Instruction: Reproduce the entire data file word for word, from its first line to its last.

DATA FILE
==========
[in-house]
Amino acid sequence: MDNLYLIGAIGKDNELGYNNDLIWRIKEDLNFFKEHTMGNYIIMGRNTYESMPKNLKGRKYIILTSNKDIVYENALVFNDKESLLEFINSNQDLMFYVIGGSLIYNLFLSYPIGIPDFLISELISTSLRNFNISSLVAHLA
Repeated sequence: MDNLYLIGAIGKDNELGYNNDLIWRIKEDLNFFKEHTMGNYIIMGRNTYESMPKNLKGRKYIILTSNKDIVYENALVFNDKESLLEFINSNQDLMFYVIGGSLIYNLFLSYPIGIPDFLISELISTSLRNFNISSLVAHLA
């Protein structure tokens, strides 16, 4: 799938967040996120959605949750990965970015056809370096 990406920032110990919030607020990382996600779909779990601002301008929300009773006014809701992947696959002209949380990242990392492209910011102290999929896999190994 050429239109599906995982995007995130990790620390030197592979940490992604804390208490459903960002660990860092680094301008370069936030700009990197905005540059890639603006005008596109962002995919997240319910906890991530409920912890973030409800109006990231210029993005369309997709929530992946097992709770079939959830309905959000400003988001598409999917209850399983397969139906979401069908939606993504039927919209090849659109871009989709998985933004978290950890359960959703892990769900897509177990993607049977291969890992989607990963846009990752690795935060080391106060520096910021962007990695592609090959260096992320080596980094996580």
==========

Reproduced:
[in-house]
Amino acid sequence: MDNLYLIGAIGKDNELGYNNDLIWRIKEDLNFFKEHTMGNYIIMGRNTYESMPKNLKGRKYIILTSNKDIVYENALVFNDKESLLEFINSNQDLMFYVIGGSLIYNLFLSYPIGIPDFLISELISTSLRNFNISSLVAHLA
Repeated sequence: MDNLYLIGAIGKDNELGYNNDLIWRIKEDLNFFKEHTMGNYIIMGRNTYESMPKNLKGRKYIILTSNKDIVYENALVFNDKESLLEFINSNQDLMFYVIGGSLIYNLFLSYPIGIPDFLISELISTSLRNFNISSLVAHLA
């Protein structure tokens, strides 16, 4: 799938967040996120959605949750990965970015056809370096 990406920032110990919030607020990382996600779909779990601002301008929300009773006014809701992947696959002209949380990242990392492209910011102290999929896999190994 050429239109599906995982995007995130990790620390030197592979940490992604804390208490459903960002660990860092680094301008370069936030700009990197905005540059890639603006005008596109962002995919997240319910906890991530409920912890973030409800109006990231210029993005369309997709929530992946097992709770079939959830309905959000400003988001598409999917209850399983397969139906979401069908939606993504039927919209090849659109871009989709998985933004978290950890359960959703892990769900897509177990993607049977291969890992989607990963846009990752690795935060080391106060520096910021962007990695592609090959260096992320080596980094996580």